Scotch Broom

Scotch broom

Along the banks of highways all over the Pacific Northwest, you’ll see these bright yellow flowers. But don’t be fooled by their pretty color: They grow on a plant called Scotch broom, Cytisus scoparius, a member of the pea family, which is not a decorative plant but an invasive, noxious weed.

Scotch broom is native to Britain and central Europe. It was introduced in North America in the 1860s as a garden ornamental and was planted along roadsides and open banks to prevent soil erosion. But because Scotch broom can tolerate a wide range of soil and moisture conditions, it quickly became invasive. Invasive species create monocultures, dense areas of growth that displace native and beneficial plants and cause loss of grassland, such as pastures, and open forest habitat. These monocultures impede movement of wildlife and increase both the frequency and intensity of fires.

Scotch broom is a fast-growing deciduous shrub from five to 10 feet tall. Each shrub may live as long as 30 years. An excerpt from the book Weed Control in Natural Areas in the Western United States lists the weed’s range as:

The entire Atlantic and Pacific coasts from Alaska to British Columbia to California, and from Nova Scotia through Georgia.
Also Idaho, Montana and Utah, as well as one Hawaiian island.

According to Jim Pojar and Andy MacKinnon in Plants of the Pacific Northwest Coast, revised edition:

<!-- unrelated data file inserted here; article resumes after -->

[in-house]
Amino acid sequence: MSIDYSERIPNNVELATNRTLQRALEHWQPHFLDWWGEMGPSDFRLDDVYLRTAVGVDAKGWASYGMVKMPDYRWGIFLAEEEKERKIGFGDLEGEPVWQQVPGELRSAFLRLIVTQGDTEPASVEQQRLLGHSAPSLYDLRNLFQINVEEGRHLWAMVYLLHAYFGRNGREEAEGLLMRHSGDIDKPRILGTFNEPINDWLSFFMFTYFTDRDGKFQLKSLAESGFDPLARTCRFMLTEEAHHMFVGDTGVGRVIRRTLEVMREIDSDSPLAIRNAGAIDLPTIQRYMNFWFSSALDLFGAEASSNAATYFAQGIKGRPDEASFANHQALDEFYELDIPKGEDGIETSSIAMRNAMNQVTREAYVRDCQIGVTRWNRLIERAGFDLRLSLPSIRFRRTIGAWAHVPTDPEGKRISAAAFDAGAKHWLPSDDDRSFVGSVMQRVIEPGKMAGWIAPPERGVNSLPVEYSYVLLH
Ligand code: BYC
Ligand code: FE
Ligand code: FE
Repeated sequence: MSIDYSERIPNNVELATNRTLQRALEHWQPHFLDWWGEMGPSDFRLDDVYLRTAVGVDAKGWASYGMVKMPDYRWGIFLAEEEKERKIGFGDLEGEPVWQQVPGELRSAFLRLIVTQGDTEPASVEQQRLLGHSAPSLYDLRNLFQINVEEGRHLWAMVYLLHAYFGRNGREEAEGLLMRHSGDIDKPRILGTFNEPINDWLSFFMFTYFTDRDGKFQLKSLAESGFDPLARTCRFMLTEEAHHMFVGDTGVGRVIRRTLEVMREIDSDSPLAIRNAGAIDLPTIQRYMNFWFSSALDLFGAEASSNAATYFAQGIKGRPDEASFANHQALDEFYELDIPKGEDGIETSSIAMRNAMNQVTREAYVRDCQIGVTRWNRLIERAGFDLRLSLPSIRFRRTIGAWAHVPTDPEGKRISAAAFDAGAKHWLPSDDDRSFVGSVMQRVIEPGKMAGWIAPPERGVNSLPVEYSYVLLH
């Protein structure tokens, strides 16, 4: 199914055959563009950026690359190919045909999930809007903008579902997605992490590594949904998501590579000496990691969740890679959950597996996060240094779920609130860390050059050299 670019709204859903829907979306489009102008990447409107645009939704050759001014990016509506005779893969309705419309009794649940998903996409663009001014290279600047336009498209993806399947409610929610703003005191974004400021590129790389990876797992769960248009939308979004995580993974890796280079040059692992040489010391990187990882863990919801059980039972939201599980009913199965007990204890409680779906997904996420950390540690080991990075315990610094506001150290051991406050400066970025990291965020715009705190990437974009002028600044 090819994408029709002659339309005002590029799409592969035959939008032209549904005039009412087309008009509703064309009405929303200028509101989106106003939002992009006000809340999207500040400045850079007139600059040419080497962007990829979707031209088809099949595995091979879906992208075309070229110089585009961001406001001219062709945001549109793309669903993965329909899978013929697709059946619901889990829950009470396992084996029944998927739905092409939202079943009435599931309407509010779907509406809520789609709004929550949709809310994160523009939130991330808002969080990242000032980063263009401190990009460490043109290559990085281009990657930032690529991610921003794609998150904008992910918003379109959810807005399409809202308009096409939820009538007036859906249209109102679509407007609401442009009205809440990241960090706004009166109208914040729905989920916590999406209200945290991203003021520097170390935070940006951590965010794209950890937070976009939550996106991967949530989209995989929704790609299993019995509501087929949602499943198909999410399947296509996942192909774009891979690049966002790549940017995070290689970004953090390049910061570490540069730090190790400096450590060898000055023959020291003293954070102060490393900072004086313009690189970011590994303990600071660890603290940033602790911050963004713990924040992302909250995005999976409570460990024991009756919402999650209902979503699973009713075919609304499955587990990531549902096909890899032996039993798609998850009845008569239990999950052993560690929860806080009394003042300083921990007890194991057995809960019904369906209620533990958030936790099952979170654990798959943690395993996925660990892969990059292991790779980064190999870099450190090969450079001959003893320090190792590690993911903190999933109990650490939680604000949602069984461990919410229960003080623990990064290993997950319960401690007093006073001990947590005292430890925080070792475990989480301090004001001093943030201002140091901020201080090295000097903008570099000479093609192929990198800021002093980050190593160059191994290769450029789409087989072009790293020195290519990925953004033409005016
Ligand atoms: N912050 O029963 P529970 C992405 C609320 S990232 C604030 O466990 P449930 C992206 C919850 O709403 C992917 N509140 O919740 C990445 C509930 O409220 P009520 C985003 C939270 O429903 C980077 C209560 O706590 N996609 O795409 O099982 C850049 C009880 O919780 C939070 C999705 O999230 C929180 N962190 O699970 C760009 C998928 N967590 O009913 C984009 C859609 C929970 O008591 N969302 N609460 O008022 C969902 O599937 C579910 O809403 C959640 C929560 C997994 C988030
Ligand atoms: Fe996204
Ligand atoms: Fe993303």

‘Broom’ is derived from the Anglo-Saxon brom meaning ‘foliage.’ The word was applied to shrubs that were used for making ‘besoms,’ which are bunches of twigs us as brooms.

Scotch broomPeak flowering time for Scotch broom is from March or April until June, but some blooms may appear sporadically during the year. The plants often drop their leaves during dry summer months and may be leafless for most of the year. Seeds are produced in seedpods at the end of the summer. When mature, the pods split open and eject seeds up to 20 feet. According to the Washington State Noxious Weed Control Board, each plant can produce thousands of seeds each year, and the seeds can survive in soil for more than 30 years, with some estimates as high as 80 years. This enormous production and long life of its seeds is another reason why Scotch broom is so invasive.

Washington State University Extension warns that, if eaten, all parts of the plants are toxic to livestock, horses, and humans.

The yellow flowers may look pretty, but they represent vegetation devastation. A 2011 article in The Olympian, the newspaper in Washington’s capital of Olympia, reports that Scotch broom causes around $100 million in agricultural and forestry losses each year in Oregon and Washington.

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